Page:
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Editorial: Local power

Industries in the country are facing severe energy crisis because many industrialists claimed that their businesses are on the verge of collapse. Their demand is not new. The government was well-aware of the energy crisis that put the new companies in troubled waters. Several people have lost their jobs due to shrinking activities of the local industries. Afghanistan needs 7,000 megawatts of electricity of which the country produces less than 55 percent. The demand for power will increase in the next five years when Afghans will return to their homeland from Pakistan and Iran. The arrival will boost local production and strengthen the national economy if the there was enough electricity to power the industries.

However, the current situation is perturbing business community as many industries are starving and investors are desperately looking for different sources of energy to prevent their businesses from collapse or at least loss. Afghanistan has the potential to generate 314,500 MW of electricity from different sources including water, wind and solar. The country can generate 222,000 MW of electricity by building solar power plants because 300 days are counted as sunny in the year. It is biggest source of power in the country which has not been utilized, so far. Wind energy is second major source from which we can generate 67,000 MW power. Herat province can meet the demand of the country by producing 12,000 MW of electricity from wind, let alone Farah, Helmand, and Nimroz.

Likewise, Afghanistan has the capacity to produce 23,000 MW electricity if dams were build on major rivers because hydropower is third major source of power generation in the country. Unfortunately, the leaders in the power corridors have given priority to import of electricity than export. CASA-1000 and TAPI are outstanding projects in this regard. The government has been mulling for the past several months to import electricity from Turkmenistan and Kazakhstan. In April this year, Turkmenistan announced to export 400 MW electricity from its gas-fired plant. The plant has been built in Lebap province. The Kazakhstan Electricity Grid Operating Company, has also showed interest in exporting surplus electricity to Afghanistan and other countries.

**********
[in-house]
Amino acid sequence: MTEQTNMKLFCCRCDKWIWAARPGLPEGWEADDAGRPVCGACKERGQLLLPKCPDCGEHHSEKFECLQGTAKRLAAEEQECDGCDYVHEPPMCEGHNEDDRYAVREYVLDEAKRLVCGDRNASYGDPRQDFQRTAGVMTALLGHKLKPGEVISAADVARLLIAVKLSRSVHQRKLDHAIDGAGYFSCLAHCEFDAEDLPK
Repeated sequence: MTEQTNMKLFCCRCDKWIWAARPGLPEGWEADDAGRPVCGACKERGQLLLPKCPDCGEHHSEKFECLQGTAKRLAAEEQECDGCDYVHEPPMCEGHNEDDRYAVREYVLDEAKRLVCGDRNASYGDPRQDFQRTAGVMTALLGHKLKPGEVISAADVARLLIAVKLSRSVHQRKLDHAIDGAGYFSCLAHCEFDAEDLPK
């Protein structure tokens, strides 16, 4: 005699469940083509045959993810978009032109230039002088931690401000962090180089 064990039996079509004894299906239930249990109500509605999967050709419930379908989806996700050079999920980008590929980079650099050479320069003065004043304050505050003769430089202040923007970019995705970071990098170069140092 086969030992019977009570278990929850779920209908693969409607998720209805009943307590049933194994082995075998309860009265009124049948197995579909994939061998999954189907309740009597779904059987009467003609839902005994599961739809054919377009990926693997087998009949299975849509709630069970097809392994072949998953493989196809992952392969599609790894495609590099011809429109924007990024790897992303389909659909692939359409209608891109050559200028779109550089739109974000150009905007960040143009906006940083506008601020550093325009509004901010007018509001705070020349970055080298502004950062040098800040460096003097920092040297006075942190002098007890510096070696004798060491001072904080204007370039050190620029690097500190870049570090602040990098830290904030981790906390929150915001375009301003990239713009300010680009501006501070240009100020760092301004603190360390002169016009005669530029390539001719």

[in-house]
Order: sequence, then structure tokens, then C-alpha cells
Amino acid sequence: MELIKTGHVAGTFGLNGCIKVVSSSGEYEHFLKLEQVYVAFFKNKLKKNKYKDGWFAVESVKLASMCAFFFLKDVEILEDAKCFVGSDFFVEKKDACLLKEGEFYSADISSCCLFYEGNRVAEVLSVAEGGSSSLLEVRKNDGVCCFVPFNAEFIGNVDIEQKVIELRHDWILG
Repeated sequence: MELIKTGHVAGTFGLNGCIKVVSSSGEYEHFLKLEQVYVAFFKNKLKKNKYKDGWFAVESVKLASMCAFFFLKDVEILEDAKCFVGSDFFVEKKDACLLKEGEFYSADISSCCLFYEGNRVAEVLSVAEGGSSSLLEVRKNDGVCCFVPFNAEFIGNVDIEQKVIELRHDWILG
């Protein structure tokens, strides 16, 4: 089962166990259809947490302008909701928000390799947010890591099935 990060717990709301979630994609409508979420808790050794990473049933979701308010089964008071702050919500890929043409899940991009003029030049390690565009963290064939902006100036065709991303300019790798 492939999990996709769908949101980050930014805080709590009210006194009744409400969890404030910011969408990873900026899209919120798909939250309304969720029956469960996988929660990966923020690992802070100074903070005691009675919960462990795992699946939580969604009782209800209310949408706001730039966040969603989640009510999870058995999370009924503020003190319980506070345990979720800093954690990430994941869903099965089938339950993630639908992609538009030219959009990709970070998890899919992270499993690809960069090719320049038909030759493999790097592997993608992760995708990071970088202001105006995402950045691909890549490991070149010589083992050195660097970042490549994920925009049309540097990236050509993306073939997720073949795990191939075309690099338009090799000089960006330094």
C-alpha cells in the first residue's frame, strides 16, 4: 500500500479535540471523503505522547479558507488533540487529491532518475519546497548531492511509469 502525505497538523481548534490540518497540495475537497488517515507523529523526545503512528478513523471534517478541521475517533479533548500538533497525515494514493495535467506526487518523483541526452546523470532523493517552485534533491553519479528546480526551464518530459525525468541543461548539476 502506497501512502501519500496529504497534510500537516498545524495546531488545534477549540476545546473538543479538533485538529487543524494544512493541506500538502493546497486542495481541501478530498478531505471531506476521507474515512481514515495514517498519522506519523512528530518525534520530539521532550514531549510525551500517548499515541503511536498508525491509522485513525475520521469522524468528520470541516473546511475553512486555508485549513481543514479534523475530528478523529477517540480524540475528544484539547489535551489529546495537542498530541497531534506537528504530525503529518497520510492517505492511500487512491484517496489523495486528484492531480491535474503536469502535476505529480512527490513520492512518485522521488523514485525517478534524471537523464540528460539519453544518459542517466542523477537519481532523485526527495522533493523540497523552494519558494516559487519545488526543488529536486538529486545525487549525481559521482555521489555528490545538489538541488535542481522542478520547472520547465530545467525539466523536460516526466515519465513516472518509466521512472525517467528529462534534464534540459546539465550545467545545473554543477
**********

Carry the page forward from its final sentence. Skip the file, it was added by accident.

However, these projects are not the solution but problems. It will make the country dependent on the Central Asian Republics. It will not boost the national economy as the locally generated electricity will. Therefore, the government shall focus on homemade solutions rather than relying on neighbors for energy. But it is necessary to empower Da Afghanistan Breshna Sherkat. If the body was not empowered, influential people and institutes will deny paying their electricity bills. It will put burden on the exchequer.

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